Breast-feeding

If you are breast-feeding the chance that problems might occur depends on the ingredients of the combination. For the individual ingredients of these combinations, the following apply:

Other medicines

Although certain medicines should not be used together at all, in other cases two different medicines may be used together even if an interaction might occur. In these cases, your doctor may want to change the dose, or other precautions may be necessary. When you are taking any of these medicines, it is especially important that your healthcare professional know if you are taking any of the medicines listed below. The following interactions have been selected on the basis of their potential significance and are not necessarily all-inclusive.

Using medicines in this class with any of the following medicines is not recommended. Your doctor may decide not to treat you with a medication in this class or change some of the other medicines you take.

Using medicines in this class with any of the following medicines is usually not recommended, but may be required in some cases. If both medicines are prescribed together, your doctor may change the dose or how often you use one or both of the medicines.

Other interactions

Certain medicines should not be used at or around the time of eating food or eating certain types of food since interactions may occur. Using alcohol or tobacco with certain medicines may also cause interactions to occur. Discuss with your healthcare professional the use of your medicine with food, alcohol, or tobacco.

Using medicines in this class with any of the following is usually not recommended, but may be unavoidable in some cases. If used together, your doctor may change the dose or how often you use your medicine, or give you special instructions about the use of food, alcohol, or tobacco.

Other medical problems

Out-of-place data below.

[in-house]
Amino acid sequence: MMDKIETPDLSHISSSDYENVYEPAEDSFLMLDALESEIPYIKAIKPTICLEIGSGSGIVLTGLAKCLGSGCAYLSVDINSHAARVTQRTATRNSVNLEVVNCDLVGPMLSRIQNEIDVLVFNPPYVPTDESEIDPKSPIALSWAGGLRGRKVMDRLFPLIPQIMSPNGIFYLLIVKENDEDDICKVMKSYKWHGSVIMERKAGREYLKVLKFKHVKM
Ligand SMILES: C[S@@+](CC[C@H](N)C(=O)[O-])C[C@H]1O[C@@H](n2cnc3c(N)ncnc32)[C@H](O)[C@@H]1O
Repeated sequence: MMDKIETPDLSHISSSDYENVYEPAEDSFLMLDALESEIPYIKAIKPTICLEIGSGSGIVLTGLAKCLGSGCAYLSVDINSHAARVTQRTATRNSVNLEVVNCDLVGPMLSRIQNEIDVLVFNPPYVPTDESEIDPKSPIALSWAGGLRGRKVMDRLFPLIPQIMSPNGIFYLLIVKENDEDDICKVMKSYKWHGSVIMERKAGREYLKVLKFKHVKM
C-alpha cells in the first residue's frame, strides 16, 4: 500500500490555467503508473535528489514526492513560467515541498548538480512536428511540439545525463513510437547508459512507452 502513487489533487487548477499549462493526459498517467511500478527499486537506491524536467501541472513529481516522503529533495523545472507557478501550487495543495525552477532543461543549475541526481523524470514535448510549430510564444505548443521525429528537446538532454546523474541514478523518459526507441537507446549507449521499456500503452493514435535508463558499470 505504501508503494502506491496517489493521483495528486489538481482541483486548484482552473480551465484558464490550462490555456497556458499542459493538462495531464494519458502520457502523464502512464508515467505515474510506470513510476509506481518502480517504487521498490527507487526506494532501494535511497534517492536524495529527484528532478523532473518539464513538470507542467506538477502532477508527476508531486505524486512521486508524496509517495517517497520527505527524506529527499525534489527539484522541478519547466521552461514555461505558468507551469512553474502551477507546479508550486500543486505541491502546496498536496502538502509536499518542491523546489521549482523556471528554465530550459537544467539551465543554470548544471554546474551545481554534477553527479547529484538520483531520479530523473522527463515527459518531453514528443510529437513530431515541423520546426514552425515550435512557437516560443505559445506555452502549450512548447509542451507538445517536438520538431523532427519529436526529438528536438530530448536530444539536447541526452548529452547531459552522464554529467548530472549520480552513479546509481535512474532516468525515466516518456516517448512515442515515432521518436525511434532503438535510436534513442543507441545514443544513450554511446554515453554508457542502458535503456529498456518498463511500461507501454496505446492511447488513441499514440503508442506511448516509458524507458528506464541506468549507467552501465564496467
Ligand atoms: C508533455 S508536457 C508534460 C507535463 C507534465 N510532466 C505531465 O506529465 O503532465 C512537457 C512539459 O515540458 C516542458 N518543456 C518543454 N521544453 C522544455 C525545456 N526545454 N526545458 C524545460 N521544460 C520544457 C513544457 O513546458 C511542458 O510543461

The presence of other medical problems may affect the use of medicines in this class. Make sure you tell your doctor if you have any other medical problems, especially:

Proper Use of This Medicine:

Take this medicine only as directed. Do not take more of it and do not take it more often than recommended on the label, unless otherwise directed by your doctor. To do so may increase the chance of side effects

For aspirin- or salicylamide-containing medicines:

For ibuprofen-containing medicines:

Dosing

The dose medicines in this class will be different for different patients. Follow your doctor's orders or the directions on the label. The following information includes only the average doses of these medicines. If your dose is different, do not change it unless your doctor tells you to do so.

The amount of medicine that you take depends on the strength of the medicine. Also, the number of doses you take each day, the time allowed between doses, and the length of time you take the medicine depend on the medical problem for which you are using the medicine.

The dose of these combination medicines will be different for different products. Follow the directions on the box if you are buying this medicine without a prescription.. There is a large variety of decongestant and analgesic combination products on the market. Some products are for use in adults only, while others may be used in children. If you have any questions about this, check with your health care professional.